Thursday, November 10, 2011

The Price Of Injustice

The center-left editorial board of the Los Angeles Times got another one right. This time the subject was the failure to provide detained undocumented immigrants with legal counsel.

Until now, federal courts have held that only criminal defendants are entitled to court-appointed counsel. An immigration case, even if it involves detention, is a civil matter. As a result, the vast majority of detainees, including children and the mentally ill, are forced to represent themselves in immigration court. [Emphasis added]

Yes, that's right. Being in this country unlawfully is not a crime. It's a civil matter, something most people (especially conservatives) don't understand. As a result, there is no automatic right to legal counsel. And that means that most people don't stand a chance at hearings and that many get lost in detention for years. That's hardly fair or consistent with due process. It's also very expensive for the taxpayer.

A 2011 study, headed by a federal judge, found that immigrants with lawyers are five times more likely to win their cases than those without. Put simply, an immigrant's access to an attorney can be as important as the facts in his or her case.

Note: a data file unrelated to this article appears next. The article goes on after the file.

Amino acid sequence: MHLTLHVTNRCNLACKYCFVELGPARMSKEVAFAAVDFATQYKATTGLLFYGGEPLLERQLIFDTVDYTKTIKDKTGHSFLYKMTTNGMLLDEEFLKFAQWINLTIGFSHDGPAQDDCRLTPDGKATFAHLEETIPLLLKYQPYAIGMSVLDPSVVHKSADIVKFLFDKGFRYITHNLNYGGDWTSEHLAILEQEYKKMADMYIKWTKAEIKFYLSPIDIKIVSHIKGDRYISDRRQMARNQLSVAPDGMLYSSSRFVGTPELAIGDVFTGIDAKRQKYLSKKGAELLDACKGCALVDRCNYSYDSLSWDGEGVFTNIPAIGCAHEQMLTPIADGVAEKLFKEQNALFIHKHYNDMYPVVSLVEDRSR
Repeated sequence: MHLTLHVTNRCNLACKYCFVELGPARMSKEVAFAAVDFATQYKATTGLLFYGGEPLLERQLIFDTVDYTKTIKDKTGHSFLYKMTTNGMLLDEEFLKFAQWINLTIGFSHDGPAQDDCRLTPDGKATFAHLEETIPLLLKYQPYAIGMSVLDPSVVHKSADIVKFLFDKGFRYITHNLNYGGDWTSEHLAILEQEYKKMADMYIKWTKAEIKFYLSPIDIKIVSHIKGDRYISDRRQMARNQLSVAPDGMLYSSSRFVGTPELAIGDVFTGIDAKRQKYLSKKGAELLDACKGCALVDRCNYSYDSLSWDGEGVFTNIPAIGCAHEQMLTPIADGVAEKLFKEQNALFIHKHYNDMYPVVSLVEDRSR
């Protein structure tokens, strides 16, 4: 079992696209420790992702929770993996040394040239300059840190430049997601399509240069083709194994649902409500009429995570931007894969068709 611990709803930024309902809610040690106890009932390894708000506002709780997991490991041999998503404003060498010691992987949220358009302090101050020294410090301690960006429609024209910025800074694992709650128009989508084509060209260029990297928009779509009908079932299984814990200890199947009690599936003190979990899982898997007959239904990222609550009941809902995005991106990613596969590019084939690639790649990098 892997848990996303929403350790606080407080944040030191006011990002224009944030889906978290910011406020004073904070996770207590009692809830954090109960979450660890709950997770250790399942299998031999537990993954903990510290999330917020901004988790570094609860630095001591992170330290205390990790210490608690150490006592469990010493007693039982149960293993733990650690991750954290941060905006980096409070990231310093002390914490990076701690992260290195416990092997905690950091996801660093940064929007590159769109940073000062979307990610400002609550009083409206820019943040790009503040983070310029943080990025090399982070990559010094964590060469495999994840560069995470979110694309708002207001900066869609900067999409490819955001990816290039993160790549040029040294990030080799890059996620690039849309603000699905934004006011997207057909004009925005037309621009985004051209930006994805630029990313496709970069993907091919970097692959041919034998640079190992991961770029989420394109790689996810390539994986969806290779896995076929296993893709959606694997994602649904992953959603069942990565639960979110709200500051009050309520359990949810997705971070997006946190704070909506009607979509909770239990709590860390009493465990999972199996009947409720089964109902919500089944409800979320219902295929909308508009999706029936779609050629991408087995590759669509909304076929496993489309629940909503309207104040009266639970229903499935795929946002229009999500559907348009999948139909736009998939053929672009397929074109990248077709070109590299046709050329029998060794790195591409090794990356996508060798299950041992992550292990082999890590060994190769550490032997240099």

The only reasonable solution is to provide attorneys to those immigrant detainees who need them. It would cost, of course, but due process comes with a price. And in some cases, assigning lawyers to detainees could actually lead to savings. The government spends an average of $40,000 a year on each detainee. Providing lawyers could help screen those cases. If a detainee had no legal case or grounds for relief, his attorney could explain that to him, and he would probably agree to leave the country rather than remain in detention, sometimes for years.
[Emphasis added]

Clearly we can do better on the issue. During this time of "deficit cutting," maybe Congress should look at the issue from the standpoint of the sheer wastefulness of the system as presently constituted. Of course, that would require cutting through the xenophobic crap being spewed during an election season, so I don't see anything happening in Congress for another year. Further, I don't see much evidence of a spine in the White House when it comes to real justice on this issue. Like I said, it's election season.

Perhaps, as the editorial points out, it's time for some judicial action on the due process issue.

I certainly hope so.

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Blogger PurpleGirl said...

I dislike using the economic costs as a reason to be against the death penalty and immigrant detention and other such policies, but if that is the reason you can get someone to understand why a policy is wrong... well, then give me the numbers.

10:27 AM  

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